AM: Education and awareness are certainly part of the DTA charter. For education, we work with PatientPoint, a company that puts videos in waiting rooms in doctors’ offices. So in over 20,000 providers offices in the US, we have information about digital therapeutics with different messages targeted towards patient and providers.

Internationally, South Korea and Singapore already have pathways for software as a medical device to be covered, as does the UK. In Germany, the Digital Health applications (DiGA) programme obviously gets a lot of attention and then France just put out PECAN, a program for early access to reimbursement for digital devices. In the US we do we do have coverage from employers, but Medicare not covering digital therapeutics has a profound impact on the rest of healthcare.

People now know the term prescription digital therapeutics – it’s been in hearings in the US Congress and we’ve made amazing progress there. The Access to Prescription Digital Therapeutics Act of 2023 provides for Medicare and Medicaid coverage of prescription digital therapeutics in the US but has not yet been passed as legislation. We had a hearing last year and the Bill is getting a lot of momentum now. We won’t stop pushing for the Bill to pass because that really creates an ideal state for the industry. Some articles recently claimed that the evidence is not necessarily that strong with digital therapeutics, but those are just wildly misinformed because many digital therapeutics products do have randomised clinical trials and real world evidence. They’ve been on the market and they demonstrate real-world value and low side effect profiles.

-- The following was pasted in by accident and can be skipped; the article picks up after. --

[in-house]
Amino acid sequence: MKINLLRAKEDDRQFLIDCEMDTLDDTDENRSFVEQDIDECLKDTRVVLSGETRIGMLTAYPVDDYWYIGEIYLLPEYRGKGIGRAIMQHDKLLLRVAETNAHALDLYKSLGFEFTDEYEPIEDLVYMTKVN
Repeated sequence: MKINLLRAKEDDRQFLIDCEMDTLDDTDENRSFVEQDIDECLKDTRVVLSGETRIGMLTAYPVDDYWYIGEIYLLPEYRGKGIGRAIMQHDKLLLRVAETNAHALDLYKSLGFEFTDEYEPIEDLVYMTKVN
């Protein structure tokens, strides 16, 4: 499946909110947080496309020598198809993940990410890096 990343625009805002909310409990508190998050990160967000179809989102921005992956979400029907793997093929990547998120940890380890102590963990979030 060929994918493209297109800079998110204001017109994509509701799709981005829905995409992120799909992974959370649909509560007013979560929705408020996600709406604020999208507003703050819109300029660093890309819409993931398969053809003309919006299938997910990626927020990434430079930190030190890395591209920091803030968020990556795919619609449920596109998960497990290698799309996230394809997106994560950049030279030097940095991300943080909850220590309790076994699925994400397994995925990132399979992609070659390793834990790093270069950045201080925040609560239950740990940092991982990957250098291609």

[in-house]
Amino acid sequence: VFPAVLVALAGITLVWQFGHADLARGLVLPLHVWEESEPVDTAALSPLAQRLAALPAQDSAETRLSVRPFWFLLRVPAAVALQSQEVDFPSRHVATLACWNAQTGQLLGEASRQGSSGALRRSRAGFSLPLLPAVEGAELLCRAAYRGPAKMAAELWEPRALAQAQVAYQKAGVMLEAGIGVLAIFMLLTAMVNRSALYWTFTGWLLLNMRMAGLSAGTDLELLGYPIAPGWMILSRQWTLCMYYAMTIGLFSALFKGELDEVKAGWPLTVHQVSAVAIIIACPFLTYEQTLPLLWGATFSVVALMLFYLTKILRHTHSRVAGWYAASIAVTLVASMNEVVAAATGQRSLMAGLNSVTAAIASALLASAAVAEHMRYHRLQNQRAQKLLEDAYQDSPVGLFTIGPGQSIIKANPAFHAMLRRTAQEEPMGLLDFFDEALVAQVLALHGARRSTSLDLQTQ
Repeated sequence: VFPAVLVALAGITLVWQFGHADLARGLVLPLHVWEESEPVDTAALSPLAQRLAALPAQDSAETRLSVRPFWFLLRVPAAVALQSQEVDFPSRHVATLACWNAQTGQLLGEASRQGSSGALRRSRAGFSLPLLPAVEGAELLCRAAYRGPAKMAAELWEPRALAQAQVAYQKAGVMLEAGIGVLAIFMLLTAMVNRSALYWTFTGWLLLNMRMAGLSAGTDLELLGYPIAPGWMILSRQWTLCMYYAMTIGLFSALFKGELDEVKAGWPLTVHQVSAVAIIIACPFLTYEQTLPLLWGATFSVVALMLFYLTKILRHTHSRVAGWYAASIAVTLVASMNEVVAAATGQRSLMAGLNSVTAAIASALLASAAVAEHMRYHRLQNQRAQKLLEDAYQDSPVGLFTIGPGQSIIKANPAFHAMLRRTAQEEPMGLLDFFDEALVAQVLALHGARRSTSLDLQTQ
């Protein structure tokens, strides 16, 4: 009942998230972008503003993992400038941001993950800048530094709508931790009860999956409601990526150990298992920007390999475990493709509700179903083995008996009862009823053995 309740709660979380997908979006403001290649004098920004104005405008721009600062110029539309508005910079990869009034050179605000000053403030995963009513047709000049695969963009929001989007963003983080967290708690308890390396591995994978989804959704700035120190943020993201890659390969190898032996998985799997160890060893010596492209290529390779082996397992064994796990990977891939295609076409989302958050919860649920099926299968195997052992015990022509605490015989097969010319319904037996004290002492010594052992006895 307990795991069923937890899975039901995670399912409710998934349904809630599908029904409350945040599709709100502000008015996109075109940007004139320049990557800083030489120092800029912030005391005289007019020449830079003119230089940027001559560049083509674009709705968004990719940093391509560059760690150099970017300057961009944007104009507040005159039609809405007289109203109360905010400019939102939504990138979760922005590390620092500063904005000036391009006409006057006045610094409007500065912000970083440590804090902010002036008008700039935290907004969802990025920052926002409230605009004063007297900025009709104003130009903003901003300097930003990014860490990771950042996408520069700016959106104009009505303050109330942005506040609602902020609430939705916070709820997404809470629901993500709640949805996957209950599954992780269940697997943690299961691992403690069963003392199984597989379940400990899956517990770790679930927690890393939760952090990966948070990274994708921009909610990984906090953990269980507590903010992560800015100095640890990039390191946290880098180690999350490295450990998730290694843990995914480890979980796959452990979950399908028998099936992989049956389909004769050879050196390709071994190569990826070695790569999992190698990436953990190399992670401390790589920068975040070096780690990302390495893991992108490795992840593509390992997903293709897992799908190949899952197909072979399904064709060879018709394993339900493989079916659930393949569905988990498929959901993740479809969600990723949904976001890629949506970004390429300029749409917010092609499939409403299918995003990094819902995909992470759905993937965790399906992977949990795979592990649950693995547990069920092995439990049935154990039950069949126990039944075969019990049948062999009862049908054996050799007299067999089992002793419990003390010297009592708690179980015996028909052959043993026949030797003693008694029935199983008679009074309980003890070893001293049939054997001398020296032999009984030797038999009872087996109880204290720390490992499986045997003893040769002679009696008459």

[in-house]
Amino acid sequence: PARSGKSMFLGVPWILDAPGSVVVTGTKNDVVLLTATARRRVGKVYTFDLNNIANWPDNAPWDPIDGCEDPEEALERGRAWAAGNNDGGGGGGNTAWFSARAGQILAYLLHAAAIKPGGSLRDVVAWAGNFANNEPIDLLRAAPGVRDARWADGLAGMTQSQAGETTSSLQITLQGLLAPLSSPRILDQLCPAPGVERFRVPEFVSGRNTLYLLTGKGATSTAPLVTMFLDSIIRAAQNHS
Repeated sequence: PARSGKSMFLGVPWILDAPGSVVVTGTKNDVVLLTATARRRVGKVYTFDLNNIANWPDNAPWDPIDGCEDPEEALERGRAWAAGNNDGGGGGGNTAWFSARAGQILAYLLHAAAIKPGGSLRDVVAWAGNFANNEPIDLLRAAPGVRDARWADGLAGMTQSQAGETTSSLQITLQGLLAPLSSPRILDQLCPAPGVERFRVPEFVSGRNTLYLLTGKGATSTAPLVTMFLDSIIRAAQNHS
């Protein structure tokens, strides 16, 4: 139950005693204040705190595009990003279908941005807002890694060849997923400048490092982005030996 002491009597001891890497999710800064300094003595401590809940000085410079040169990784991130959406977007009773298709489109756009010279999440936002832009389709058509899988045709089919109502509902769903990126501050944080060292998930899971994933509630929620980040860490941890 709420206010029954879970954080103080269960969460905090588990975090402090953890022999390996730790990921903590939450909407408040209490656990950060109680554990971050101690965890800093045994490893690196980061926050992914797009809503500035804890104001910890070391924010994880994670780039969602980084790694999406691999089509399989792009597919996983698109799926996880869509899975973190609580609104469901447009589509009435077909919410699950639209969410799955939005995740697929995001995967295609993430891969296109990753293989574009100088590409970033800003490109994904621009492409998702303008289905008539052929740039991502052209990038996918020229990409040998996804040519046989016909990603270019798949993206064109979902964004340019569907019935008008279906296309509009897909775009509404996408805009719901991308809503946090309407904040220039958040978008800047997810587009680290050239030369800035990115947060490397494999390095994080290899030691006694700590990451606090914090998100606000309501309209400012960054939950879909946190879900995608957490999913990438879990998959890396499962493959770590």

We work closely with other large trade organisations and with the Ministries of Health in Europe, and we’re still seeing everything move in a positive direction for this industry. All of those administrative blockers are starting to get fixed – the remote therapeutic monitoring and remote physiological monitoring codes in the US have shown a steady increase in usage. We’ve been able to list digital therapeutics in the pharmacy pricing compendia which feeds into the Electronic Medical Records, making digital therapeutics more accessible to providers. We weren’t able to do that until a year and a half ago.

We should also see interest rates drop this year, which means that venture capital (VC) money will start to flow again. Digital Therapeutics also rely heavily on artificial intelligence, an area that VC is focusing on. With VC, and partnerships and products coming to market, I think the momentum is still strong.